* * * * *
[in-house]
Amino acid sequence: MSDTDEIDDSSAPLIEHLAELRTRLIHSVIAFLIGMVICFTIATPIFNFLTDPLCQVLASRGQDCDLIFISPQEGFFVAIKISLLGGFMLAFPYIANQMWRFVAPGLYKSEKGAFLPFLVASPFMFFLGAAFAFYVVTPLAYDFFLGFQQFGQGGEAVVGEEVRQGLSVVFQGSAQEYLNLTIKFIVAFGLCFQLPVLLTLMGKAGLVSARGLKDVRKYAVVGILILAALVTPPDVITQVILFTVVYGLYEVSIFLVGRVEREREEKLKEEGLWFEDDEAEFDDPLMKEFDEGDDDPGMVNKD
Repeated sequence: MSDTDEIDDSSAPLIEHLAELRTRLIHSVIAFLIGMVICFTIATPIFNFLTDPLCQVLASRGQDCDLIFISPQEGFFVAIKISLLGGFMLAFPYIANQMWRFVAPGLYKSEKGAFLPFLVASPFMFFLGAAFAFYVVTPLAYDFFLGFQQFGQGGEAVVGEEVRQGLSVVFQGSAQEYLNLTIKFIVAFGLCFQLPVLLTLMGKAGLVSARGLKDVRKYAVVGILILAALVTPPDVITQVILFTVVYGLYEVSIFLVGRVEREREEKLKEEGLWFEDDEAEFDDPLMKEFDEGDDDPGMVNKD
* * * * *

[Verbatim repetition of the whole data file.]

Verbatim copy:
[in-house]
Amino acid sequence: MSDTDEIDDSSAPLIEHLAELRTRLIHSVIAFLIGMVICFTIATPIFNFLTDPLCQVLASRGQDCDLIFISPQEGFFVAIKISLLGGFMLAFPYIANQMWRFVAPGLYKSEKGAFLPFLVASPFMFFLGAAFAFYVVTPLAYDFFLGFQQFGQGGEAVVGEEVRQGLSVVFQGSAQEYLNLTIKFIVAFGLCFQLPVLLTLMGKAGLVSARGLKDVRKYAVVGILILAALVTPPDVITQVILFTVVYGLYEVSIFLVGRVEREREEKLKEEGLWFEDDEAEFDDPLMKEFDEGDDDPGMVNKD
Repeated sequence: MSDTDEIDDSSAPLIEHLAELRTRLIHSVIAFLIGMVICFTIATPIFNFLTDPLCQVLASRGQDCDLIFISPQEGFFVAIKISLLGGFMLAFPYIANQMWRFVAPGLYKSEKGAFLPFLVASPFMFFLGAAFAFYVVTPLAYDFFLGFQQFGQGGEAVVGEEVRQGLSVVFQGSAQEYLNLTIKFIVAFGLCFQLPVLLTLMGKAGLVSARGLKDVRKYAVVGILILAALVTPPDVITQVILFTVVYGLYEVSIFLVGRVEREREEKLKEEGLWFEDDEAEFDDPLMKEFDEGDDDPGMVNKD